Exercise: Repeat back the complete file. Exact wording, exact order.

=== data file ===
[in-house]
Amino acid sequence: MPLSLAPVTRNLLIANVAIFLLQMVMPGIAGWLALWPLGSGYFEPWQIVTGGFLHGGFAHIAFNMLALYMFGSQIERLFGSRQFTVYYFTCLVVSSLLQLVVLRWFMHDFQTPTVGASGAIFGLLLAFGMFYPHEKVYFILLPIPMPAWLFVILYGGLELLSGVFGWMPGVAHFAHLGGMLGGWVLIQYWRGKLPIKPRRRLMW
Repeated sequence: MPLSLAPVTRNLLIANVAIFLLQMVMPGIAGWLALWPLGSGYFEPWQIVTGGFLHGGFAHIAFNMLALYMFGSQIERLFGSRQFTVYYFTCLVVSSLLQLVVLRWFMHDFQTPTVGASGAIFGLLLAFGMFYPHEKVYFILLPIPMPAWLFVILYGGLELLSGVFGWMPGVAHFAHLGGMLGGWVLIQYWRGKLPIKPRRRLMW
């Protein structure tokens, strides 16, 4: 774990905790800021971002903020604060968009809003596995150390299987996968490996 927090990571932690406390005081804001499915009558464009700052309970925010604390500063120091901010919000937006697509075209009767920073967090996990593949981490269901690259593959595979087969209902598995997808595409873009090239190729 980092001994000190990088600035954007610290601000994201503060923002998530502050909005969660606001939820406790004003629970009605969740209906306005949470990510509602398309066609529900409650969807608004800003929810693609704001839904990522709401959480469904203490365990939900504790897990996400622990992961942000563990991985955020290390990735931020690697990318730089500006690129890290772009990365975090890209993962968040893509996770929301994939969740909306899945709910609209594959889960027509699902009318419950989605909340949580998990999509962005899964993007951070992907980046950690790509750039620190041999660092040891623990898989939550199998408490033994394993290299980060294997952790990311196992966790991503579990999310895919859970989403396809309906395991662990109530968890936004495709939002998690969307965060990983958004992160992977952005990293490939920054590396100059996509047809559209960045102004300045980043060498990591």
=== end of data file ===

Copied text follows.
[in-house]
Amino acid sequence: MPLSLAPVTRNLLIANVAIFLLQMVMPGIAGWLALWPLGSGYFEPWQIVTGGFLHGGFAHIAFNMLALYMFGSQIERLFGSRQFTVYYFTCLVVSSLLQLVVLRWFMHDFQTPTVGASGAIFGLLLAFGMFYPHEKVYFILLPIPMPAWLFVILYGGLELLSGVFGWMPGVAHFAHLGGMLGGWVLIQYWRGKLPIKPRRRLMW
Repeated sequence: MPLSLAPVTRNLLIANVAIFLLQMVMPGIAGWLALWPLGSGYFEPWQIVTGGFLHGGFAHIAFNMLALYMFGSQIERLFGSRQFTVYYFTCLVVSSLLQLVVLRWFMHDFQTPTVGASGAIFGLLLAFGMFYPHEKVYFILLPIPMPAWLFVILYGGLELLSGVFGWMPGVAHFAHLGGMLGGWVLIQYWRGKLPIKPRRRLMW
């Protein structure tokens, strides 16, 4: 774990905790800021971002903020604060968009809003596995150390299987996968490996 927090990571932690406390005081804001499915009558464009700052309970925010604390500063120091901010919000937006697509075209009767920073967090996990593949981490269901690259593959595979087969209902598995997808595409873009090239190729 980092001994000190990088600035954007610290601000994201503060923002998530502050909005969660606001939820406790004003629970009605969740209906306005949470990510509602398309066609529900409650969807608004800003929810693609704001839904990522709401959480469904203490365990939900504790897990996400622990992961942000563990991985955020290390990735931020690697990318730089500006690129890290772009990365975090890209993962968040893509996770929301994939969740909306899945709910609209594959889960027509699902009318419950989605909340949580998990999509962005899964993007951070992907980046950690790509750039620190041999660092040891623990898989939550199998408490033994394993290299980060294997952790990311196992966790991503579990999310895919859970989403396809309906395991662990109530968890936004495709939002998690969307965060990983958004992160992977952005990293490939920054590396100059996509047809559209960045102004300045980043060498990591």